Poverty, terrain will make rebuilding of Nepal...
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Apr 27, 2015  |  Vote 0    0

Poverty, terrain will make rebuilding of Nepal more difficult

Reconstruction effort will be complex in a country lacking good transportation network, heavy machinery and enough money

OurWindsor.Ca

Rebuilding Nepal will be expensive and complicated — and this Himalayan country may never be the same again, experts say.

“It (the earthquake) has pushed the country back decades just in terms of infrastructural damage,” said Sanjay Nepal, a professor of geography at the University of Waterloo, referring to extensive damage the quake caused to buildings, bridges and hydroelectric projects.

The scope of the disaster is beyond the capacity of Nepal and its government, he said in an interview.

“It will be hard, very hard, to recover,” said Nepal.

Saturday’s 7.8-magnitude earthquake, its epicentre outside the capital city of Kathmandu, was the worst to hit this South Asian nation in more than 80 years. At last count, more than 4,000 people had died, and several thousand were injured.

The quake also triggered an avalanche on Mt. Everest, killing 18 people.

The number of dead is expected to climb again once rescue teams reach remote mountainous areas, where initial reports suggest swaths of villages have been flattened.

Nepal, one of the poorest countries in the world where more than 30 per cent of the people live on less than $14 (U.S.) per month, was just beginning to recover from a decade-long civil war between Maoists and the government, which ended in 2006. But it was still beset with problems — poverty, corruption and a weak, ineffective government.

Nepal is ranked 126th of 175 countries on Transparency International’s Corruption Perceptions Index.

Now, the total economic loss from the earthquake could be anywhere between $1 billion to $10 billion, according to early estimates by the U.S. Geological Survey.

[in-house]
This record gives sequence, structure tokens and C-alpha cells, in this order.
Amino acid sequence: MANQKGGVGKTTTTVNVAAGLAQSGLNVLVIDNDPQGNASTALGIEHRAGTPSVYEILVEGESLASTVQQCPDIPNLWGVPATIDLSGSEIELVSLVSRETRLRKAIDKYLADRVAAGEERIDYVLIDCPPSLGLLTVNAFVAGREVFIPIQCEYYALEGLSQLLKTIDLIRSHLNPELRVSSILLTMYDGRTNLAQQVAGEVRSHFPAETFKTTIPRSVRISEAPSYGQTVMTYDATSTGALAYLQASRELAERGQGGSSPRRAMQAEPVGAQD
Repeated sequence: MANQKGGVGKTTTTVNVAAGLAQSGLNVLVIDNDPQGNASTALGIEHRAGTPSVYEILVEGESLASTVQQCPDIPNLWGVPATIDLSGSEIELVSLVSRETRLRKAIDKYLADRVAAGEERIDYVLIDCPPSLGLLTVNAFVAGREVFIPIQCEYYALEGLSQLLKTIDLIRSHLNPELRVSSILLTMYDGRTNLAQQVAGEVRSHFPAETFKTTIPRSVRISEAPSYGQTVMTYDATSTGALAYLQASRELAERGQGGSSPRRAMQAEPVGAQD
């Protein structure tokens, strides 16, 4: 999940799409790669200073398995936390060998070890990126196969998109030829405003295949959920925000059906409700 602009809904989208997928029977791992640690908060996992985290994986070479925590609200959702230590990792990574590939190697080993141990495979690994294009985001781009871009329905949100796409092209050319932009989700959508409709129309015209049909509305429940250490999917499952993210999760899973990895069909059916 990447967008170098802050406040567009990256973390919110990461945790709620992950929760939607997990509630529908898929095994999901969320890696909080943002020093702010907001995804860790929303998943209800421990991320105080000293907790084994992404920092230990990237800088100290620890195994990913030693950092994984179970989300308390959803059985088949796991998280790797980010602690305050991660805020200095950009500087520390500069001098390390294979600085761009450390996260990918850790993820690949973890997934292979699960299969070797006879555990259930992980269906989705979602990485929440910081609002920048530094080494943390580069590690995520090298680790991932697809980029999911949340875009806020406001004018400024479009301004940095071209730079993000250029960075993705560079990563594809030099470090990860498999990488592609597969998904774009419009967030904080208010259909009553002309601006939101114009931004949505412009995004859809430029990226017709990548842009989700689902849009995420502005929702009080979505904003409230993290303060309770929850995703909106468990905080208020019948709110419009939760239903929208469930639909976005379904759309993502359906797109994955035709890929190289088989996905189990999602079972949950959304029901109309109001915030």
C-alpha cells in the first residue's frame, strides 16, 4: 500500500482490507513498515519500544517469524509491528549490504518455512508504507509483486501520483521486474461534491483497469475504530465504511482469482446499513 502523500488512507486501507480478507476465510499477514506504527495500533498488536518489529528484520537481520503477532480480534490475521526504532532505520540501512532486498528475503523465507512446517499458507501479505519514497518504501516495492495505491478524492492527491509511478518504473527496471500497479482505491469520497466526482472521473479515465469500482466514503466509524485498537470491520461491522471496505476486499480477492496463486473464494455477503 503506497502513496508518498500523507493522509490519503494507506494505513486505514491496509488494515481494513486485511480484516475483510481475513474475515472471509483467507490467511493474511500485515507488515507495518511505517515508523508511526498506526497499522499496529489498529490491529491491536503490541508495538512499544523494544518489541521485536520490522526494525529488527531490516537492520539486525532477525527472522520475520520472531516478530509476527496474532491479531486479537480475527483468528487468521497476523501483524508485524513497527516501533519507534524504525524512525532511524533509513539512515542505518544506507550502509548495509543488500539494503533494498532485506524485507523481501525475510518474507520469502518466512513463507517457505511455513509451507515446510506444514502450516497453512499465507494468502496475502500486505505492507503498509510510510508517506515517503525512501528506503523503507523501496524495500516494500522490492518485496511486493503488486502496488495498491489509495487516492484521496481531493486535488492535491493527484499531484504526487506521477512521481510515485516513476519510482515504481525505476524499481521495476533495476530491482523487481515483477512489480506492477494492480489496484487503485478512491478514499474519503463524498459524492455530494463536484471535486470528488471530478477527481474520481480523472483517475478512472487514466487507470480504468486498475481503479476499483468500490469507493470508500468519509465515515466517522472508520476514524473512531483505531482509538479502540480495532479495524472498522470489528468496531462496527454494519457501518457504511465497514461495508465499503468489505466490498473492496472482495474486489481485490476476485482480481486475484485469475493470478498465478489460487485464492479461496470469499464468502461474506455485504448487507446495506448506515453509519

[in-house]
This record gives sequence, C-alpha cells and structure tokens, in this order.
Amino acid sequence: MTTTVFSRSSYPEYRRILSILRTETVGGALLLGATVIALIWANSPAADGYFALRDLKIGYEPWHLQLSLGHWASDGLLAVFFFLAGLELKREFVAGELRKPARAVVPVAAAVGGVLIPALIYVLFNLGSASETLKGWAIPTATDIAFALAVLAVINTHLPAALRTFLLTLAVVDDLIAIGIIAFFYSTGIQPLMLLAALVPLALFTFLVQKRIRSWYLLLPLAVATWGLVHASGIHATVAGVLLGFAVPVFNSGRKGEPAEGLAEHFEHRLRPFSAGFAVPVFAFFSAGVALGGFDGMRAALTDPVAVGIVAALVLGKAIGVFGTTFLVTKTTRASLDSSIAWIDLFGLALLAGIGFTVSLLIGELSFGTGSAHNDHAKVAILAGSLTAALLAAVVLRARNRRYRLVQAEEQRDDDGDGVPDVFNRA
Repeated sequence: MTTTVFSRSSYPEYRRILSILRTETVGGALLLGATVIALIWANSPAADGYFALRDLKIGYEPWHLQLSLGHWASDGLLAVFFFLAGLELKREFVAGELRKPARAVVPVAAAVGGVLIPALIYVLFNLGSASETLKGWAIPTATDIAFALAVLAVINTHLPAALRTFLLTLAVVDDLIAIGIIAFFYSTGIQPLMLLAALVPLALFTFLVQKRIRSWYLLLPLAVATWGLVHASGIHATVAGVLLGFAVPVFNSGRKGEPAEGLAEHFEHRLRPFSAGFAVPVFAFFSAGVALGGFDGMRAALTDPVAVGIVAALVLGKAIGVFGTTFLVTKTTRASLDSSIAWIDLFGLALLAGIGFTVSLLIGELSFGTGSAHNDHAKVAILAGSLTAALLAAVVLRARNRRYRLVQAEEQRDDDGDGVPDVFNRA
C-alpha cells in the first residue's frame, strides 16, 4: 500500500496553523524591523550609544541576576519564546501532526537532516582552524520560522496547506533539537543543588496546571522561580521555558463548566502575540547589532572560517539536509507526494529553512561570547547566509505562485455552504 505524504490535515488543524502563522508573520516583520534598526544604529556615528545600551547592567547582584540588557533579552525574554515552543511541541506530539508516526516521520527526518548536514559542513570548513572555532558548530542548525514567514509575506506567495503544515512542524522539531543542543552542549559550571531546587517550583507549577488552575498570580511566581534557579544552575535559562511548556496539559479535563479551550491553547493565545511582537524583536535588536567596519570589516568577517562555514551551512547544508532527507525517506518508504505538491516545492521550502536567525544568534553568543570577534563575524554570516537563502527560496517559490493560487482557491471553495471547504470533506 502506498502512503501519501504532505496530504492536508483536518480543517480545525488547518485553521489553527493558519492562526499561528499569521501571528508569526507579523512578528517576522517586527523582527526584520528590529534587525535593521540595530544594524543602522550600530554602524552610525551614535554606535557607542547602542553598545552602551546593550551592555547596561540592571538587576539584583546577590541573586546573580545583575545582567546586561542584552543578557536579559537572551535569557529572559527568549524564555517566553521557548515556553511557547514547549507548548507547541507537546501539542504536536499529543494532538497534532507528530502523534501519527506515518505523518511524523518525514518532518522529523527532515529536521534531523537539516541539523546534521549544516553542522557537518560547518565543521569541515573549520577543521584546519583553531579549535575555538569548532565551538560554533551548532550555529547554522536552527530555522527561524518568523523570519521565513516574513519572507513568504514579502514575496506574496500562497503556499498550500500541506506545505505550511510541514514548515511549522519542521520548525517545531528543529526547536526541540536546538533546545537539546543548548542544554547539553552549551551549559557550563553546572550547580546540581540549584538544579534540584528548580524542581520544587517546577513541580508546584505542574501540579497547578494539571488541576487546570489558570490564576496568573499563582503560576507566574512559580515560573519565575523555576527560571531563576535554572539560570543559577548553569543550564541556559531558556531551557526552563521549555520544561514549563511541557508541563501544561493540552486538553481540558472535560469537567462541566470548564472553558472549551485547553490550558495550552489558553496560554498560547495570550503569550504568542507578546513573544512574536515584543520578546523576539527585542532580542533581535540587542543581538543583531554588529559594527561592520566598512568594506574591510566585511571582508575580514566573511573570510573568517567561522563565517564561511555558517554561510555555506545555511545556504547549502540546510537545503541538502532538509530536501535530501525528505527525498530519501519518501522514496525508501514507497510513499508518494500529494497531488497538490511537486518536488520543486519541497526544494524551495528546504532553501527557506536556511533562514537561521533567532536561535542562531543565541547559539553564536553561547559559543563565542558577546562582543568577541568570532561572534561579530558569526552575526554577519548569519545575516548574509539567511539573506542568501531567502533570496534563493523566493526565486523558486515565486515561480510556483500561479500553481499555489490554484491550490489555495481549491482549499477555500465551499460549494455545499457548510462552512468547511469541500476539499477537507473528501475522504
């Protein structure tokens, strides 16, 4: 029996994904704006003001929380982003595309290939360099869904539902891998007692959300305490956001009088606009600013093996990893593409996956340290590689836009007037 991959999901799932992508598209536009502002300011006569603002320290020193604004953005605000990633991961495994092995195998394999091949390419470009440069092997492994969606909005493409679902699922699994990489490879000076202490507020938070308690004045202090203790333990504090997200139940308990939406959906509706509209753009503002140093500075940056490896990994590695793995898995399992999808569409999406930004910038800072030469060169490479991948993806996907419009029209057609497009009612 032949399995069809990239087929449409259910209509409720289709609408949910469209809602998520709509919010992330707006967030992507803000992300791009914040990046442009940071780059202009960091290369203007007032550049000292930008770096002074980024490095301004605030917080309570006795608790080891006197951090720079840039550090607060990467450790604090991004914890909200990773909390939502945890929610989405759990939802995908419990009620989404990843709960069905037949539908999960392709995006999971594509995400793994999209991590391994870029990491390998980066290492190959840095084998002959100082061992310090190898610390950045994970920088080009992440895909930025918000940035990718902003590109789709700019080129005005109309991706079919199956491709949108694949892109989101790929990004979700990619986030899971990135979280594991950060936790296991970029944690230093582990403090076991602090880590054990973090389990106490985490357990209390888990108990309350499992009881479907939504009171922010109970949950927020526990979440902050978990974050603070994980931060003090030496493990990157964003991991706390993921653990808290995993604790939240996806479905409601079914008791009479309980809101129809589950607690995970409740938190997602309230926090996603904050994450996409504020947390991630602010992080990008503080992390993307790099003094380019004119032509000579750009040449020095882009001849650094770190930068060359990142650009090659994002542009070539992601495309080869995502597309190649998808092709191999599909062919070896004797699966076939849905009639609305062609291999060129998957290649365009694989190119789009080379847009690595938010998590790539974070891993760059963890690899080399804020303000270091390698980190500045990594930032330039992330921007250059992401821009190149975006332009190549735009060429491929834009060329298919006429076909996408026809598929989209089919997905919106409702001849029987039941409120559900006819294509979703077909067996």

The devastation is widespread, said Nadine Grant, director of international programs for Plan Canada.

“It will be a complex reconstruction effort,” she said, adding that one big challenge will likely be the difficult Himalayan terrain.

Grant, who has spent time in Nepal in the past years, said that small, isolated villages scattered along mountain ranges already had poor access to basic things like clean drinking water and decent roads.

The lack of modern construction equipment is also a concern, she said.

The saving grace, said Grant, is that there is “now opportunity to build services that are better than before.”

The Saturday earthquake not only killed thousands and damaged infrastructure, it also dealt a huge blow to tourism: the 25 to 27 districts hit by the earthquake — to the east and the west of Kathmandu — are popular for tourism-related activities.

The earthquake also wreaked havoc on several UNESCO World Heritage Sites — Kathmandu has seven, the most of any city in the world.

Several temples have either partially or completely collapsed.

“It’s really bad out here,” Gautam Karki, who works for Thomas Cook in Kathmandu, said on Monday.

The earthquake, he said, will reduce the number of tourists wanting to come to Nepal in the next few years.

“I don’t know why anyone will want to come until the situation is better,” he said. “And I don’t know how these temples will be rebuilt again. . . . It won’t be the same again.”

It could take tourism a long time to reignite, he said.

Last April’s avalanche on Mt. Everest, Nepal’s signature tourist attraction, had already impacted tourism, said Karki.

But Katharine Rankin, a professor of geography at the University of Toronto who has researched rural road construction in Nepal, says tourists always come back to Nepal.

“They do, really.”

On rebuilding, she said that Nepal-based development organizations have “capacity and wisdom. . . . The people, too, have enormous capacity to build. It will take time and it will be hard but it will get rebuilt.”

But she doesn’t know what it will look like in the end.

“There will be a lot of questions about what will get rebuilt . . . (and) what won’t,” Rankin said.

Meanwhile, Nepal, the University of Waterloo professor, pointed out that while immediate foreign aid will reach affected people, the long-term impact on people’s lives will be a different story.

“My sister’s sister-in-law just built a big house in Kathmandu . . . investing a lot of money,” he said. The house, which collapsed in the earthquake, was not insured, like most homes in South Asia.

“She has no idea what she will do . . . how she will rebuild it.”

Toronto Star

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